The answer: a). It’s legitimate to suggest Mr. Cameron’s an ignorant bigot because one, he doesn’t appear to know that homosexuality is in fact totally natural and well-documented as occurring in the natural world (thus, “ignorant”), and two, he believes that homosexuality is detrimental to civilization, and also that “unnatural” is a negative thing in his assessment (thus “bigot”). And call Mr. Cameron an “ignorant bigot” I did.

(I’ll note here that in the comments thread to the piece, some folks offered a number of defenses for use of the word “unnatural,” among them theological and philosophical concepts reaching back to Aquinas. In my opinion that gives Mr. Cameron, champion of the Crocoduck, rather a lot of unearned credit, but even if it’s true what it essentially means is that Cameron’s using “unnatural” in the sense of “opposed to a philosophical construct of the concept of ‘natural’ which in itself has no rigorous scientific relationship to what occurs in the natural world.” Which to my mind does not improve things dramatically for him.)

It’s rather less legitimate to label Mr. Cameron a “pestilent toad,” because, well. He seems pretty clean. But more to the point, calling him a pestilent toad doesn’t really do much other than call him a name. One may argue that he spreads the pestilence of intolerance and that his antipathy toward gays is positively amphibian, but you have to explain it and it seems the long way around, sort of like suggesting how “unnatural” really refers to philosophical concepts pioneered by Aquinas. It might be better to keep things simple, or if not simple, then immediately relatable to the subject on hand.

Now, ironically, should Mr. Cameron ever attempt to sue me for libel, my defense would be marginally better if I did refer to him as a pestilent toad than an ignorant bigot, because I could claim “pestilent toad” as an example of hyperbole, since I don’t really believe he’s an actual pestilent toad, whereas I suspect he may be an actual ignorant bigot. But this goes back to the whole “public figure” thing.

3. The whole “there’s a person there” thing: Public figure or not, Mr. Cameron’s a human being and I suspect on a day-to-day basis he’s perfectly nice to his wife, family members, etc, as are other people who have particular opinions or actions I might disagree with or oppose (Note: this is not your cue to haul out stories of Mr. Cameron being a terrible person from his Growing Pains days, or to remind me that Hitler surely loved his dogs). And while the Internet does make it easy to forget that you’re responding to or about an actual human being rather than a bunch of words on a screen, that’s all the more reason to remember there’s a person there. So I do operate on the principle of not saying about others that which I would not have said about me. This fact must necessarily be tempered with the understanding that I am someone who gleefully collects one-star reviews and sends back hate mail for being insufficiently creative, with the demand that the writer revise and do it better.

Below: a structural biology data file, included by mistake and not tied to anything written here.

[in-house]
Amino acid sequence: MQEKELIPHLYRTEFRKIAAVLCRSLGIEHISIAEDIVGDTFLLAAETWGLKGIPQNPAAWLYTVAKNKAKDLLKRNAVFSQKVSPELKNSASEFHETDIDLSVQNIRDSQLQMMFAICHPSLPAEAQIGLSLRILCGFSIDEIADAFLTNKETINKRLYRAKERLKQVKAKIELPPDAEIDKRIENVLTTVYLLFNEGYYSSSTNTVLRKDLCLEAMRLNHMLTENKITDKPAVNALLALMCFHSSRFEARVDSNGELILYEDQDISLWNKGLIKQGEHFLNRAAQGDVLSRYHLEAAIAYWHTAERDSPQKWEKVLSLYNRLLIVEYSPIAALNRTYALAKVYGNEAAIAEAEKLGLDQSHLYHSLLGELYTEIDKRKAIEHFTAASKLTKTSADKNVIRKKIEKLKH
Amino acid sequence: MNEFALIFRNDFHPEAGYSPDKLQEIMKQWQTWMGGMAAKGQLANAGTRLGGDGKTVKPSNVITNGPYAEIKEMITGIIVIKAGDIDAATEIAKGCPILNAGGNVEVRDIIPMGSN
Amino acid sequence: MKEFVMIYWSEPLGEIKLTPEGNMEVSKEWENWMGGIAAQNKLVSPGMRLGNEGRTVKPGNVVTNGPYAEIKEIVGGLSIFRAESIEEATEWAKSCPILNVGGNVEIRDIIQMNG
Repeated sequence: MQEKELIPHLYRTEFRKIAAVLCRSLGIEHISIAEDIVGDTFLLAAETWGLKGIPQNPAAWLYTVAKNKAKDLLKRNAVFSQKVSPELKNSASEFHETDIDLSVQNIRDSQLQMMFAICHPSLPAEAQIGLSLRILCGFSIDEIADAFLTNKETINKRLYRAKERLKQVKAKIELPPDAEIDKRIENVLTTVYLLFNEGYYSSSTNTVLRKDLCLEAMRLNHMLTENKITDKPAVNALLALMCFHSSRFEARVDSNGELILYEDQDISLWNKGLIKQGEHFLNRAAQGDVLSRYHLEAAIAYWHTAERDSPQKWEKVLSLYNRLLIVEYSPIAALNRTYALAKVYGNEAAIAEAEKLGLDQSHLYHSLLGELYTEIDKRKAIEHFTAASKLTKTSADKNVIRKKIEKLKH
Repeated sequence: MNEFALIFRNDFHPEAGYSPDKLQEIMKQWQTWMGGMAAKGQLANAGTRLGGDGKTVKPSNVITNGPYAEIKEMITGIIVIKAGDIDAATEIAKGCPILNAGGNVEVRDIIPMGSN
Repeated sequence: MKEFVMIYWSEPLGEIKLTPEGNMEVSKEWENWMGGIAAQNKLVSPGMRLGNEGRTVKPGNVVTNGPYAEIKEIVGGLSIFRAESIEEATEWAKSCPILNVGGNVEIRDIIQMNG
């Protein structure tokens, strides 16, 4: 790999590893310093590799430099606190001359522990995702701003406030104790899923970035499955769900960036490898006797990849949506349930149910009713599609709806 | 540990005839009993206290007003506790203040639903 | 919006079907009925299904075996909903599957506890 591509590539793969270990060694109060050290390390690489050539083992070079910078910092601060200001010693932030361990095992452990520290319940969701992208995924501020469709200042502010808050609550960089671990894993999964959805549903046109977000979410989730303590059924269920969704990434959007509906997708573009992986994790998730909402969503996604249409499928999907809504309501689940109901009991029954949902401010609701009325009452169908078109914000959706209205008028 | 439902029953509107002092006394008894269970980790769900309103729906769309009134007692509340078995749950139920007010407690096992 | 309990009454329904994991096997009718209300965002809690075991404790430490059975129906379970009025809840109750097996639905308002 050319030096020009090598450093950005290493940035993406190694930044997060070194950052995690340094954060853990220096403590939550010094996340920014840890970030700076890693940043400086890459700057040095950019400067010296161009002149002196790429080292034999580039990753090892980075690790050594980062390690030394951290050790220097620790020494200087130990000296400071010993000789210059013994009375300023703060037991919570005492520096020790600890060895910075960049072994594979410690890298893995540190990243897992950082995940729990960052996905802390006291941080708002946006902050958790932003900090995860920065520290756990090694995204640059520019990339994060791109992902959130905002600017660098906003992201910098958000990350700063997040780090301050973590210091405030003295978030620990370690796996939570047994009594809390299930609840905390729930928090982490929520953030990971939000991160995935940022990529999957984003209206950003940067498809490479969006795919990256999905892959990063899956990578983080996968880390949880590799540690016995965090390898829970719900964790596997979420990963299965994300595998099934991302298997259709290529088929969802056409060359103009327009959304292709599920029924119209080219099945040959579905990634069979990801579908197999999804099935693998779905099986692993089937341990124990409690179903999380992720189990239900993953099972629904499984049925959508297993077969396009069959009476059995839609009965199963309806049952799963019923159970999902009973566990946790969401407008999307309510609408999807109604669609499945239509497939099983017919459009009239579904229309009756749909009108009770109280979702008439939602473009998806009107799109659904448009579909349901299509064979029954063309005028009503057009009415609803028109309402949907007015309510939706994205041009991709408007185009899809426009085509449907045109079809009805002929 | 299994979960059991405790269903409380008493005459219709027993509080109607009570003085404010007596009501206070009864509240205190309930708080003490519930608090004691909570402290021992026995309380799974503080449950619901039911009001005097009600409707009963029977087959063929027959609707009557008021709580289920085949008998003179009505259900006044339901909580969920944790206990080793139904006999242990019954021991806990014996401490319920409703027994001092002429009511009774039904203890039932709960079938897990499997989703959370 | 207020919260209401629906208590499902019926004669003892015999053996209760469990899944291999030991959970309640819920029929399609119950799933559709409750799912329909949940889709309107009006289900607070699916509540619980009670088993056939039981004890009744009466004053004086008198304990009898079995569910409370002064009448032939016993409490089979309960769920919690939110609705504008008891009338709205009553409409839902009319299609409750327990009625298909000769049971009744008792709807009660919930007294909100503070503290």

Even so, it makes me less inclined to go head-hunting just for the thrill of head-hunting. That was fun once, but now I’m in my forties and the thrill of pounding on someone just to pound on them has lessened considerably. I do try to have a point to it.

Which brings us to the final point:

4. Having a point: When I bang on someone, it’s usually not just to bang on them for existing but to talk about something they said/did/believe. Also, when I bring them up, generally I’m not talking to that person specifically; I’m talking to the people who are reading here. And while I know everyone loves watching me get my snark on, I flatter myself — and my readers — in supposing they are not just here to watch me explode; they want a cogent point in there somewhere. That being the case, there’s a point at which any snark aimed at the person stops being a persuasive part of the argument and starts being its own thing to the detraction of the larger argument. The trick is staying on the right side of that. The three points above help me make that determination, but it’s also the experience of writing this sort of way that helps me know where that line is.

And, you know, sometimes I don’t know — sometimes I screw up and make an ass of myself unintentionally. Sometimes I might decide I don’t want to be constructive and just want to vent, in which case I may make an ass out of myself intentionally. Sometimes I’ll think I’ve toed the line perfectly but any one of you (or more) will decide that I’ve gone too far — this is often but not always correlative with whether the person or subject I’m going off on is one you’re passionate about. Toeing the line isn’t an exact science. Fortunately, I don’t have problems apologizing when it’s obvious that’s what needs to be done.

Which is another topic entirely, so let’s end this piece here.

(It’s not too late to get questions in for this year’s Reader Request Week — add yours here).